Tuesday, May 20, 2014

Step by Step

Many writers get asked, “When did you know you were a writer?” Or, “How did you know you were a writer?” Or, “When did you start writing? Were you good in English as a kid? (I just got that one the other day). Some writers have an answer for some or all, and some don’t have an answer for any.

But I have yet to hear the question, “Where did you become a writer? Where did it all start?” Meaning “Where were you when...” Everyone has a poignant place of personal change that will stay with them forever.

The curious might ask the question ‘where did it start,’ as if becoming a writer hits like an epiphany out of thin air, to which the answer could be: “While bathing in the Ganges River (not advisable) a Mahseer fish (a fish found in those parts) bit me and the over-whelming revelation to be a writer coursed through my body.” Nothing wrong with swimming or fish, but if I was in the Ganges River, no matter how holy or bucket-list-completing the event might be, I don’t think I would be thinking about writing right at that moment. Or maybe I would be? Who knows. Mysterious, unexplainable things happen all the time.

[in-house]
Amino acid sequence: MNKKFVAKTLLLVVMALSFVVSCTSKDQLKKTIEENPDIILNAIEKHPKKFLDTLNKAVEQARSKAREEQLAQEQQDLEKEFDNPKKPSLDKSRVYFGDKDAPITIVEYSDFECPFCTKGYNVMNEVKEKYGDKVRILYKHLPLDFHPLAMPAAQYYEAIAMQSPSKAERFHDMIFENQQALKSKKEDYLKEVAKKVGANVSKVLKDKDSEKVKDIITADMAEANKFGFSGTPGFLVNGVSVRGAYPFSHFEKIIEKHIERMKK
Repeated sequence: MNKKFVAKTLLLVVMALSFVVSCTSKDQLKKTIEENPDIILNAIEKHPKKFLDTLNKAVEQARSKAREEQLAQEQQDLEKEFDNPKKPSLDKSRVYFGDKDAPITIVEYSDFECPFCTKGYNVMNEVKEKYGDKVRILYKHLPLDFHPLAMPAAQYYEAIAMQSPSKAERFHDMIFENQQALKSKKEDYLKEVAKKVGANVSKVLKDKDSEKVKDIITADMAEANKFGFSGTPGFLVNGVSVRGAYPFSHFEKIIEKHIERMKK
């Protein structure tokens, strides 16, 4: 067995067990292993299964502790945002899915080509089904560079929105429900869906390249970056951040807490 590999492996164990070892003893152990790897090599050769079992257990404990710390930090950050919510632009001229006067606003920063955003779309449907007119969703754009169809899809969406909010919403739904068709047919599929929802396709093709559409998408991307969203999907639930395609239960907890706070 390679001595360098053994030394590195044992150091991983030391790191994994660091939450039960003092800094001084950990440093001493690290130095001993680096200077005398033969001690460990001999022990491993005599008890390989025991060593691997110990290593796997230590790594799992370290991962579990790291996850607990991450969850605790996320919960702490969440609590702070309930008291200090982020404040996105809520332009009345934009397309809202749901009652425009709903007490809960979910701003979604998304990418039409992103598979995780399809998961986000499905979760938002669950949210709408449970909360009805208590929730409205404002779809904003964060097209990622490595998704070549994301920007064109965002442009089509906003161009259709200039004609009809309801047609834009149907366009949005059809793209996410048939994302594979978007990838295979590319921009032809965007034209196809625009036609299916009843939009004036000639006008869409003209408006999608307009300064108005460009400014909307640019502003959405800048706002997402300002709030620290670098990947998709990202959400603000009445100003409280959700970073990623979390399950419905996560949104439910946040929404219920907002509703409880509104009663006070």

Or some might respond to the “where were you when...” question with: “I was in my stained once-pink housecoat in my laundry room surrounded by piles of laundry when I got ‘the call’ from a publisher offering me an eight book deal. That was where and when I knew I was a writer. It was only after the call, despite my excitement, that I noticed the laundry room was in dire need of painting and there was a Cheerio in my hair. Thank God I wasn’t on Skype!”

Or better yet some might, while wearing a tweed jacket coupled with a cravat loosely tied at the neck, point at you with their pipe (a perfect prop) and answer in the most uppity, smooth voice, “Well, my dear, I got my start while studying 18th century German Literature at ‘Hoity-Toity University.’ I wrote my twenty-two theses in the same dorm I occupied for twelve years overlooking the garden commons, all while transcribing Elder Futhark, the ancient Germanic runic alphabet.”

Alrighty then.....